14. Two pasties of fallow deer in a dish.
15. A custard tart.

And for the second course, expect four or five dishes from the following list.

1. Jelly.
2. Peacock in wine and salt.
3. two coneys or half a dozen rabbits in a mustard and sugar sauce.
4. Six chickens upon sorrel sops.
5. Six pigeons.
6. Mallard, teal, gulls, stork or heronsew (young heron) in a mustard and vinegar sauce.
7. Crane, curlew, bittern or bustard in a galantine sauce.
8. Pheasant, or six rails (corn crakes), cooked in salt water with sliced onions.
9. Six woodcocks cooked in mustard or sugar.
10. Six partridges.
11. A dozen quail.
12. A dish of larks.
13. A pasty of red deer.
14. Tart, gingerbread fritters.




... Elizabeth decides to call on Lord North at Kirtling; she stays from suppertime on sunday 1 September to after dinner on Tuesday 3rd, and this is the food that Lord North has to provide for the two day visit.

Bread: 1,200 manchet loaves, 3,600 loaevs of cheat bread and 276 extra loaves.

Meat: 11 and half cows, 17 and a half veal calves, 67 sheep, 7 lambs, 16 bucks made into 128 pasties and 8 gammons of bacon.

Birds: 32 geese, 363 capons, 6 turkeys, 32 swans, 273 ducks, 1 crane, 38 heronsews, 110 bitterns, 12 shovellers, 1,194 chickens, 2,604 pigeons, 106 pewits, 68 godwits, 18 gulls, 99 dotterels, 8 snipe, 29 knots, 28 plovers, 5 stints, 18 redshanks, 2 yerwhelps, 22 partridges, 1 pheasant, 344 quail and 2 curlews.

Fish: 3 kegs of sturgeon, 96 crayfish, 8 turbot, a cartload and 2 horse loads of oysters, 1 barrel of anchovies, 2 pike, 2 carp, 4 tench, 12 perch and 300 red (smoked) herring.

Other: 2,201 cow's tongues, feet and udders, 18lbs lard, 430lbs butter, 2,522 eggs, 6 Dutch cheeses, 10 marchpanes (marzipans) £16 4s-worth of sugar and 329 1s-worth of salad, roots and herbs.

The whole visit, during which he entertains more than 2,000 people, costs him 3642 4s 2d (not including a present of a jewel worth £120 for the queen). For these two days his house becomes a town about the same size as Stratford.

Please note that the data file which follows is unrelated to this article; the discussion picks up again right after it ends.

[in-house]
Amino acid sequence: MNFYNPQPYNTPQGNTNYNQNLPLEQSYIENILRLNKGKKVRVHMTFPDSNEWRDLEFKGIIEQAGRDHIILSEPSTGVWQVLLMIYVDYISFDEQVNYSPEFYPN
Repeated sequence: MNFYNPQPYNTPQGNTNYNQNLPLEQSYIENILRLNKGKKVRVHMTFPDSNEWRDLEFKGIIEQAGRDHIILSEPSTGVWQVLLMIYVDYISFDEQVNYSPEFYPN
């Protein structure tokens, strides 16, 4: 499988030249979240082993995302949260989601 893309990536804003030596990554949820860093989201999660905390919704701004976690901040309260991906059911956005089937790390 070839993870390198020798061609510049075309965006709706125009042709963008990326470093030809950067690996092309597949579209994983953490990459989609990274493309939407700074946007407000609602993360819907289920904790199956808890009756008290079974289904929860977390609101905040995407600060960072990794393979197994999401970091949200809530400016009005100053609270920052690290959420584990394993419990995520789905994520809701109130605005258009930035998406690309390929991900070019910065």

abeth decides to call on Lord North at Kirtling; she stays from suppertime on sunday 1 September to after dinner on Tuesday 3rd, and this is the food that Lord North has to provide for the two day visit.

Bread: 1,200 manchet loaves, 3,600 loaevs of cheat bread and 276 extra loaves.

Meat: 11 and half cows, 17 and a half veal calves, 67 sheep, 7 lambs, 16 bucks made into 128 pasties and 8 gammons of bacon.

Birds: 32 geese, 363 capons, 6 turkeys, 32 swans, 273 ducks, 1 crane, 38 heronsews, 110 bitterns, 12 shovellers, 1,194 chickens, 2,604 pigeons, 106 pewits, 68 godwits, 18 gulls, 99 dotterels, 8 snipe, 29 knots, 28 plovers, 5 stints, 18 redshanks, 2 yerwhelps, 22 partridges, 1 pheasant, 344 quail and 2 curlews.

Fish: 3 kegs of sturgeon, 96 crayfish, 8 turbot, a cartload and 2 horse loads of oysters, 1 barrel of anchovies, 2 pike, 2 carp, 4 tench, 12 perch and 300 red (smoked) herring.

Other: 2,201 cow's tongues, feet and udders, 18lbs lard, 430lbs butter, 2,522 eggs, 6 Dutch cheeses, 10 marchpanes (marzipans) £16 4s-worth of sugar and 329 1s-worth of salad, roots and herbs.

The whole visit, during which he entertains more than 2,000 people, costs him 3642 4s 2d (not including a present of a jewel worth £120 for the queen). For these two days his house becomes a town about the same size as Stratford."

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  2. I have the Time Traveller's Guide to Medieval England by the same author, form the bits above I can see I will find this book as enjoyable and useful as the earlier one.

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  3. A fun read. This recently appeared in Uncle Hugo's/Uncle Edgar's our friendly local genre stores. We should pick up this book.